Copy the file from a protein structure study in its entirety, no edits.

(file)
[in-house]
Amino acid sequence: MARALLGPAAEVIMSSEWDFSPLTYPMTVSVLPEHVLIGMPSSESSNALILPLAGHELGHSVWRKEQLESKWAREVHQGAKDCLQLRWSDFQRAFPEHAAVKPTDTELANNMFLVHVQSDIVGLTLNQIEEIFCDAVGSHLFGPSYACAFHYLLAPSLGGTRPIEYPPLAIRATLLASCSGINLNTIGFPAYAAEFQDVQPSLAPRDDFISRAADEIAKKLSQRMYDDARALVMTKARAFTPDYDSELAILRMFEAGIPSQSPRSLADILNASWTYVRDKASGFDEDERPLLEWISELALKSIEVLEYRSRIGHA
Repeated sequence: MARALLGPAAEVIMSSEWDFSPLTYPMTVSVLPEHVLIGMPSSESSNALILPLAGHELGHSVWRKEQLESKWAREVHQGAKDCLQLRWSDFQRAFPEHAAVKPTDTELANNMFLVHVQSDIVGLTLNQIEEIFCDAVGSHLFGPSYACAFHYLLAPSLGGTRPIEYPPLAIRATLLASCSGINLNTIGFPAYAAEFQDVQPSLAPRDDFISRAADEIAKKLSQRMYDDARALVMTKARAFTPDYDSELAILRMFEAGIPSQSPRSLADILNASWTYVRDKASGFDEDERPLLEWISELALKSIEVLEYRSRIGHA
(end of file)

[in-house]
Amino acid sequence: MARALLGPAAEVIMSSEWDFSPLTYPMTVSVLPEHVLIGMPSSESSNALILPLAGHELGHSVWRKEQLESKWAREVHQGAKDCLQLRWSDFQRAFPEHAAVKPTDTELANNMFLVHVQSDIVGLTLNQIEEIFCDAVGSHLFGPSYACAFHYLLAPSLGGTRPIEYPPLAIRATLLASCSGINLNTIGFPAYAAEFQDVQPSLAPRDDFISRAADEIAKKLSQRMYDDARALVMTKARAFTPDYDSELAILRMFEAGIPSQSPRSLADILNASWTYVRDKASGFDEDERPLLEWISELALKSIEVLEYRSRIGHA
Repeated sequence: MARALLGPAAEVIMSSEWDFSPLTYPMTVSVLPEHVLIGMPSSESSNALILPLAGHELGHSVWRKEQLESKWAREVHQGAKDCLQLRWSDFQRAFPEHAAVKPTDTELANNMFLVHVQSDIVGLTLNQIEEIFCDAVGSHLFGPSYACAFHYLLAPSLGGTRPIEYPPLAIRATLLASCSGINLNTIGFPAYAAEFQDVQPSLAPRDDFISRAADEIAKKLSQRMYDDARALVMTKARAFTPDYDSELAILRMFEAGIPSQSPRSLADILNASWTYVRDKASGFDEDERPLLEWISELALKSIEVLEYRSRIGHA